THE TWO men’s fingers worked quickly on each braid, weaving it tightly together, working their way down, and casting it aside before quickly starting on the next strand.
Just over a year ago, these men were herding their cattle on the plains of Amboseli in Kenya, but the rumours of well-paid jobs brought them to this small shack in Lusaka, the bustling capital city of Zambia.
Having had to learn how to weave hair into thin braids during their warrior initiation, which takes place when boys are aged between 17 and 20, these Maasai are now famous for their neat and fast work. Zambian women are flocking to the markets where the Kenyans have their stalls, happy to pay a higher price of 250 kwacha ($21) to get their hair done.
The Maasai are just one example of an African community that has managed to settle and thrive in the Zambian capital.
The country already has strong ties with South Africa; trade between South Africa and Zambia has increased from over R15 billion ($1 billion) in 2011 to more than R28bn ($2 billion) in 2014. This resulted in an influx of South African expats, many of whom are attracted by the low cost of living in Lusaka - which is estimated to be 26% lower than Johannesburg, for example.
Although China, India, and South Africa supply the largest numbers of migrants to Zambia, followed by Zimbabwe, the United Kingdom, and the United States these are certainly not the only cases. For decades Zambia’s stability has seen it become a safe haven for its tumultuous neighbours. High unemployment rates in Tanzania and Mozambique and instability in the Democratic Republic of Congo (DRC), Zimbabwe and in the past Rwanda have brought in tens of thousands of people, and many have stayed.
This has made the country a true meeting point of East and Southern Africa.
The ‘Comesa’ effect?
After years of hosting migrants and refugees, Zambians themselves have embraced a high level of coexistence. But the staying and pulling power can also be attributed, in part, to the country’s ability to integrate other Africans better. One factor that makes this possible is that Zambia is quite open to foreign workers. The total volume of migration to Zambia is relatively low, with approximately 16,500 permit applications submitted in 2011 and on average, just 5.8% of applicants were denied admission between 2009-2012.
Another factor is the ability of Zambians to communicate with foreigners using “Nyanja” - a Bantu language spoken by over 15 million people in southern Africa. Its similarities to Kiswahili means the Congolese, Kenyans and Tanzanians can quickly improvise and make themselves understood.
When speaking to different groups of Zambians there was also no animosity towards other Africans that you frequently run into in other nations on the continent. This could be because the Common Market for Eastern and Southern Africa (COMESA) is headquartered here, bringing employment and a regional belonging, or perhaps because of the services and business opportunities that these Africans have brought.
For example, among Zimbabweans who have moved to Zambia are a small number of white Zimbabwean farmers who have started a new life and managed to achieve record-breaking harvests in their adopted country, revitalising the agricultural sector.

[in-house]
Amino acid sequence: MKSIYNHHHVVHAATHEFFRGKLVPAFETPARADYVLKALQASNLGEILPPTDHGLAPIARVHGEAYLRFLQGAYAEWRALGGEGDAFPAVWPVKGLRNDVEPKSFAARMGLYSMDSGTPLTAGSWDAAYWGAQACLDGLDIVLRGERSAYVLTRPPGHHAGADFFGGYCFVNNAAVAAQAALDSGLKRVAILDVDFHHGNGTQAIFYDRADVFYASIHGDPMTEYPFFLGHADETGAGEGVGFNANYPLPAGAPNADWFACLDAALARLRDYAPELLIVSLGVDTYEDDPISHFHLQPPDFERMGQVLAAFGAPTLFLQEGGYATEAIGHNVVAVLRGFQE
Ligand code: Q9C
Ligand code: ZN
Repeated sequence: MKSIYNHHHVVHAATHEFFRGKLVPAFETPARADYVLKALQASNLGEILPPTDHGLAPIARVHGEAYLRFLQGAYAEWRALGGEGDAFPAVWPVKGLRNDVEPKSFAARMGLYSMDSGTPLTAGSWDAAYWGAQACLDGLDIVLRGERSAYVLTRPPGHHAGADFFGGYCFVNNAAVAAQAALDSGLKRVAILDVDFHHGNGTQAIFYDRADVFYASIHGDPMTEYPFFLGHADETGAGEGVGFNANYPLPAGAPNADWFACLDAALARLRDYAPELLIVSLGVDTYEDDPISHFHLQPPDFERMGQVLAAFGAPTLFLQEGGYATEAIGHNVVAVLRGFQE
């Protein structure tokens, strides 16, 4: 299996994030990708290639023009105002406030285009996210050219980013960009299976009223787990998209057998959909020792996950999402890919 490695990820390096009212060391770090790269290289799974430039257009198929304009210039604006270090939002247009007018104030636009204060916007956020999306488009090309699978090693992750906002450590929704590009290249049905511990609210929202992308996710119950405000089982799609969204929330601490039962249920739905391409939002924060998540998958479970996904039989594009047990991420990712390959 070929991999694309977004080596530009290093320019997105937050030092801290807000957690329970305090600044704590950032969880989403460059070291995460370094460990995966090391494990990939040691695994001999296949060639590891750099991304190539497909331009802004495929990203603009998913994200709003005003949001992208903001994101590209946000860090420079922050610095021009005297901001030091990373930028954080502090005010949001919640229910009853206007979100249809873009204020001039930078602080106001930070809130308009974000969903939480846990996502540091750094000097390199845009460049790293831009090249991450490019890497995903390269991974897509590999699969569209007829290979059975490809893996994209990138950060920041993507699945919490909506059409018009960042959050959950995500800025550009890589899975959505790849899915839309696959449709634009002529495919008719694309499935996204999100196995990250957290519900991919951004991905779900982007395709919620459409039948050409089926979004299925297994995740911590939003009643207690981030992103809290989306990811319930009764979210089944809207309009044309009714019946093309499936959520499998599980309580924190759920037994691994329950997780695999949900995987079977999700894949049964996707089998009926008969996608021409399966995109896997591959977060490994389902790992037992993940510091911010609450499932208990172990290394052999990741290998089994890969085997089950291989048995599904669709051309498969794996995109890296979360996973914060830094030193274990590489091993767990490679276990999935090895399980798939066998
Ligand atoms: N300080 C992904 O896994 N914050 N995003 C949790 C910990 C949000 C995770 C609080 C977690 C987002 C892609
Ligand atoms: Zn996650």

Kenneth Kaunda legacy
But a lot must also be put down to their demeanour which echoes that of their first president, Kenneth Kaunda, and his idealistic “humanist” beliefs on which he even published a book in 1966 – “A Humanist in Africa”. It’s essentially a form of “Ubuntu” which believes that every person, whatever their station in life, has a place in society, is a subordinate to their community and is not defined by their nation, religion or colour.
These strong morals are what drove Zambians in Lusaka to organise mass protests and urge the boycott of South African goods following xenophobic attacks against other Africans in April this year.
These inclusive beliefs have greatly benefitted the city’s large Congolese population, many of whom were fleeing war, but now business opportunities in Lusaka prove too good to leave.
Like many of the other Congolese in the city, Sarah Mwandwa and her friend “Prince” own a clothing and material business. They came here over 12 years ago and were immediately struck by the easy-going nature of the Zambian community into which they moved. Because of this, its proximity to their home-town (a nine hour drive), and because of the stable business climate, they decided to stay.
They sell Chinese-made clothes that are brought in by Tanzanian business partners and they sell Congolese material too. Unfortunately, a downturn in the Zambian economy has weakened the Kwacha considerably against the dollar, but the Congolese remain positive – the cost of living is lower here Sarah says, and they’re also able to bring in more money by tailoring custom-made outfits which are highly popular with Zambian women.
Accessibility to Zambia is another factor that has made the country even more attractive as a destination. It’s proximity to many countries in South and eastern Africa for one, make it an ideal location - but it’s also becoming more attractive because of increasing regional linkages.
Southern African regional carrier, Proflight Zambia, launched a three-times-weekly Lusaka - Durban link, Ethiopian airlines launched a direct route into Ndola, in the Copperbelt region, and earlier this year Rwandair launched direct flights between Kigali and Lusaka – giving the 6,000 Rwandese living in the Capital an attractive alternative to get home. Low budget carrier FastJet has also been running services to Zambia for over a year now.
This year, the Zambian government has also been reiterating that it will “soon” revive a national airline to meet the country’s growing aviation needs. This will not only bring down travel costs, but it will also open up the country to more markets and therefore more opportunities.